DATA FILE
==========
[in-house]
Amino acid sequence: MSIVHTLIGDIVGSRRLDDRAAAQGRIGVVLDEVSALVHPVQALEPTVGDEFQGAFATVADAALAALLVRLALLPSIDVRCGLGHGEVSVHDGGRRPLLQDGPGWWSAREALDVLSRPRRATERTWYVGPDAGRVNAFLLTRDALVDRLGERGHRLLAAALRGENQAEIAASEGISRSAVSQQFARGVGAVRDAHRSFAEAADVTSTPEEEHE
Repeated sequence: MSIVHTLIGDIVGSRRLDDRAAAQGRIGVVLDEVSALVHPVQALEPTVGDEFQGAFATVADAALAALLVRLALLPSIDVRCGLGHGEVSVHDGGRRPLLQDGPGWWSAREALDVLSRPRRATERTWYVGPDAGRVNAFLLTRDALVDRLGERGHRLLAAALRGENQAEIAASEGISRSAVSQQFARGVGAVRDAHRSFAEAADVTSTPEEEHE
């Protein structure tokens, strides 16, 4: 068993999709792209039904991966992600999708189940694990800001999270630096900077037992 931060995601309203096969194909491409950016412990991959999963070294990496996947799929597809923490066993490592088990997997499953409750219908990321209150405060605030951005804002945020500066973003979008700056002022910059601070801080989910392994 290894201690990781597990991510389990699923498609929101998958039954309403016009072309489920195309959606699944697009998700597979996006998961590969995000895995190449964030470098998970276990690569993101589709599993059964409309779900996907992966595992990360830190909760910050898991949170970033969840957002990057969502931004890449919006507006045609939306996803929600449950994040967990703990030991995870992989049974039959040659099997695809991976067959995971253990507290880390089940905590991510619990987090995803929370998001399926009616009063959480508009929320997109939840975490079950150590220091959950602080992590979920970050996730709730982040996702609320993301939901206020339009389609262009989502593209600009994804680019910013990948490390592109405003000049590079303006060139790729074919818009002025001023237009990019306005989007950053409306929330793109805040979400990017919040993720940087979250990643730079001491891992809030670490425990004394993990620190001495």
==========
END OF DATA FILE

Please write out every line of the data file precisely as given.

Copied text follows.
[in-house]
Amino acid sequence: MSIVHTLIGDIVGSRRLDDRAAAQGRIGVVLDEVSALVHPVQALEPTVGDEFQGAFATVADAALAALLVRLALLPSIDVRCGLGHGEVSVHDGGRRPLLQDGPGWWSAREALDVLSRPRRATERTWYVGPDAGRVNAFLLTRDALVDRLGERGHRLLAAALRGENQAEIAASEGISRSAVSQQFARGVGAVRDAHRSFAEAADVTSTPEEEHE
Repeated sequence: MSIVHTLIGDIVGSRRLDDRAAAQGRIGVVLDEVSALVHPVQALEPTVGDEFQGAFATVADAALAALLVRLALLPSIDVRCGLGHGEVSVHDGGRRPLLQDGPGWWSAREALDVLSRPRRATERTWYVGPDAGRVNAFLLTRDALVDRLGERGHRLLAAALRGENQAEIAASEGISRSAVSQQFARGVGAVRDAHRSFAEAADVTSTPEEEHE
């Protein structure tokens, strides 16, 4: 068993999709792209039904991966992600999708189940694990800001999270630096900077037992 931060995601309203096969194909491409950016412990991959999963070294990496996947799929597809923490066993490592088990997997499953409750219908990321209150405060605030951005804002945020500066973003979008700056002022910059601070801080989910392994 290894201690990781597990991510389990699923498609929101998958039954309403016009072309489920195309959606699944697009998700597979996006998961590969995000895995190449964030470098998970276990690569993101589709599993059964409309779900996907992966595992990360830190909760910050898991949170970033969840957002990057969502931004890449919006507006045609939306996803929600449950994040967990703990030991995870992989049974039959040659099997695809991976067959995971253990507290880390089940905590991510619990987090995803929370998001399926009616009063959480508009929320997109939840975490079950150590220091959950602080992590979920970050996730709730982040996702609320993301939901206020339009389609262009989502593209600009994804680019910013990948490390592109405003000049590079303006060139790729074919818009002025001023237009990019306005989007950053409306929330793109805040979400990017919040993720940087979250990643730079001491891992809030670490425990004394993990620190001495």